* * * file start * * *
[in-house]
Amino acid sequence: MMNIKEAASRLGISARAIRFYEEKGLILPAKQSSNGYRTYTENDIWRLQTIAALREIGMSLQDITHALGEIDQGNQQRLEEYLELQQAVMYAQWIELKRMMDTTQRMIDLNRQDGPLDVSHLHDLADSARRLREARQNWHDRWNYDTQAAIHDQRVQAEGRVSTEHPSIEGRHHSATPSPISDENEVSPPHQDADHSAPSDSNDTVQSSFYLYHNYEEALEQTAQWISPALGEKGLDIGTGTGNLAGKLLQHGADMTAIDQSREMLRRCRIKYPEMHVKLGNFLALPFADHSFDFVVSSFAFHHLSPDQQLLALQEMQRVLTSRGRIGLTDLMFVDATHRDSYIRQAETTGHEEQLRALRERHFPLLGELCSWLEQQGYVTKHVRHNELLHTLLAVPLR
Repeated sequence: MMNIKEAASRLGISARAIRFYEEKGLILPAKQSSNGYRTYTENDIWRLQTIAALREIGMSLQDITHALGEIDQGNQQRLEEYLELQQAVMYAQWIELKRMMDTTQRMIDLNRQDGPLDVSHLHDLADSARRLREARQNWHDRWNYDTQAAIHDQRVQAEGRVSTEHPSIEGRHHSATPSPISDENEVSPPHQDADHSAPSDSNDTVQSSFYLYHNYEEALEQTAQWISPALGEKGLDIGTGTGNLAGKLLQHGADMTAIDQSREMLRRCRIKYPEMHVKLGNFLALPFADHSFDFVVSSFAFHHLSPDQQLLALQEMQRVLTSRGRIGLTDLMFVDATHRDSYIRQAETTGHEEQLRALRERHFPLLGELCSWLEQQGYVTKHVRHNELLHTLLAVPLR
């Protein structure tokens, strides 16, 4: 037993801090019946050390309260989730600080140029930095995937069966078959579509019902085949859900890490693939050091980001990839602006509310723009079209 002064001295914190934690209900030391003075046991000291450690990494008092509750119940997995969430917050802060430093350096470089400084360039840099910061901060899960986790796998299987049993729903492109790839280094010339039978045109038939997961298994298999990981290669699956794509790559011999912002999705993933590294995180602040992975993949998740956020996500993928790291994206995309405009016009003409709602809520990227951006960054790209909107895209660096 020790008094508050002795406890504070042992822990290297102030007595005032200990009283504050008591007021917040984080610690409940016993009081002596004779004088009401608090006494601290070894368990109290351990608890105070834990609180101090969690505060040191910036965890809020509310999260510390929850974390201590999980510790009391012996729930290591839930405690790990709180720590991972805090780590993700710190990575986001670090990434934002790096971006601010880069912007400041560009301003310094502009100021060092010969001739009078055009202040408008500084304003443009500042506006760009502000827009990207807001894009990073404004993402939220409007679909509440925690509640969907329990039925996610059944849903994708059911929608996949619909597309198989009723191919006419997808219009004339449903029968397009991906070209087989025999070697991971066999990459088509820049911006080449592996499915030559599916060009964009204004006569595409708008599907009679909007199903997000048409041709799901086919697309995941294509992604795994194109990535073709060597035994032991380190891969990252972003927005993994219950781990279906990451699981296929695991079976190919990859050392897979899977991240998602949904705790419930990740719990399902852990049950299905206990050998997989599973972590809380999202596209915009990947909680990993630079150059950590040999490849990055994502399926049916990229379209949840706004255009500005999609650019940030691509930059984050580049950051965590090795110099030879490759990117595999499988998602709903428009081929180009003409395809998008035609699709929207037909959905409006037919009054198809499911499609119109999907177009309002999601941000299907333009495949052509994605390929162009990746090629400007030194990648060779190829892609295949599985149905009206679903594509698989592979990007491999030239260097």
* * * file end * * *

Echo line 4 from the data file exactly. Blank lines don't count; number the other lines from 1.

């Protein structure tokens, strides 16, 4: 037993801090019946050390309260989730600080140029930095995937069966078959579509019902085949859900890490693939050091980001990839602006509310723009079209 002064001295914190934690209900030391003075046991000291450690990494008092509750119940997995969430917050802060430093350096470089400084360039840099910061901060899960986790796998299987049993729903492109790839280094010339039978045109038939997961298994298999990981290669699956794509790559011999912002999705993933590294995180602040992975993949998740956020996500993928790291994206995309405009016009003409709602809520990227951006960054790209909107895209660096 020790008094508050002795406890504070042992822990290297102030007595005032200990009283504050008591007021917040984080610690409940016993009081002596004779004088009401608090006494601290070894368990109290351990608890105070834990609180101090969690505060040191910036965890809020509310999260510390929850974390201590999980510790009391012996729930290591839930405690790990709180720590991972805090780590993700710190990575986001670090990434934002790096971006601010880069912007400041560009301003310094502009100021060092010969001739009078055009202040408008500084304003443009500042506006760009502000827009990207807001894009990073404004993402939220409007679909509440925690509640969907329990039925996610059944849903994708059911929608996949619909597309198989009723191919006419997808219009004339449903029968397009991906070209087989025999070697991971066999990459088509820049911006080449592996499915030559599916060009964009204004006569595409708008599907009679909007199903997000048409041709799901086919697309995941294509992604795994194109990535073709060597035994032991380190891969990252972003927005993994219950781990279906990451699981296929695991079976190919990859050392897979899977991240998602949904705790419930990740719990399902852990049950299905206990050998997989599973972590809380999202596209915009990947909680990993630079150059950590040999490849990055994502399926049916990229379209949840706004255009500005999609650019940030691509930059984050580049950051965590090795110099030879490759990117595999499988998602709903428009081929180009003409395809998008035609699709929207037909959905409006037919009054198809499911499609119109999907177009309002999601941000299907333009495949052509994605390929162009990746090629400007030194990648060779190829892609295949599985149905009206679903594509698989592979990007491999030239260097």